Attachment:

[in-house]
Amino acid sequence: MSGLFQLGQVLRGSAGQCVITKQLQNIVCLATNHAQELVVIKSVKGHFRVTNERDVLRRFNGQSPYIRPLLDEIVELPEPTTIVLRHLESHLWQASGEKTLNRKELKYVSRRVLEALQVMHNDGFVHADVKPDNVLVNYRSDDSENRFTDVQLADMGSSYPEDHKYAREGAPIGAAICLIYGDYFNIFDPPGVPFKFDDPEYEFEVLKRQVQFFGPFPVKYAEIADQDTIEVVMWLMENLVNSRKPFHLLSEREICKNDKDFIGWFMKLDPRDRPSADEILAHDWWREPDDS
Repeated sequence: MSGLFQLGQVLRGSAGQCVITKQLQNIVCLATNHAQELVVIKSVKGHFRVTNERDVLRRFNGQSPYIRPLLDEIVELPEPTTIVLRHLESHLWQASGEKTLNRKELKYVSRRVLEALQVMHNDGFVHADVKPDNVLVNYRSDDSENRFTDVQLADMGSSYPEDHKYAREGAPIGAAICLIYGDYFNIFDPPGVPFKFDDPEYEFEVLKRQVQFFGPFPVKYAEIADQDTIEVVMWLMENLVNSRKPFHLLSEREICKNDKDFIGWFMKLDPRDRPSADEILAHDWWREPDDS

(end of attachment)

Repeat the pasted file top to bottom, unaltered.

[in-house]
Amino acid sequence: MSGLFQLGQVLRGSAGQCVITKQLQNIVCLATNHAQELVVIKSVKGHFRVTNERDVLRRFNGQSPYIRPLLDEIVELPEPTTIVLRHLESHLWQASGEKTLNRKELKYVSRRVLEALQVMHNDGFVHADVKPDNVLVNYRSDDSENRFTDVQLADMGSSYPEDHKYAREGAPIGAAICLIYGDYFNIFDPPGVPFKFDDPEYEFEVLKRQVQFFGPFPVKYAEIADQDTIEVVMWLMENLVNSRKPFHLLSEREICKNDKDFIGWFMKLDPRDRPSADEILAHDWWREPDDS
Repeated sequence: MSGLFQLGQVLRGSAGQCVITKQLQNIVCLATNHAQELVVIKSVKGHFRVTNERDVLRRFNGQSPYIRPLLDEIVELPEPTTIVLRHLESHLWQASGEKTLNRKELKYVSRRVLEALQVMHNDGFVHADVKPDNVLVNYRSDDSENRFTDVQLADMGSSYPEDHKYAREGAPIGAAICLIYGDYFNIFDPPGVPFKFDDPEYEFEVLKRQVQFFGPFPVKYAEIADQDTIEVVMWLMENLVNSRKPFHLLSEREICKNDKDFIGWFMKLDPRDRPSADEILAHDWWREPDDS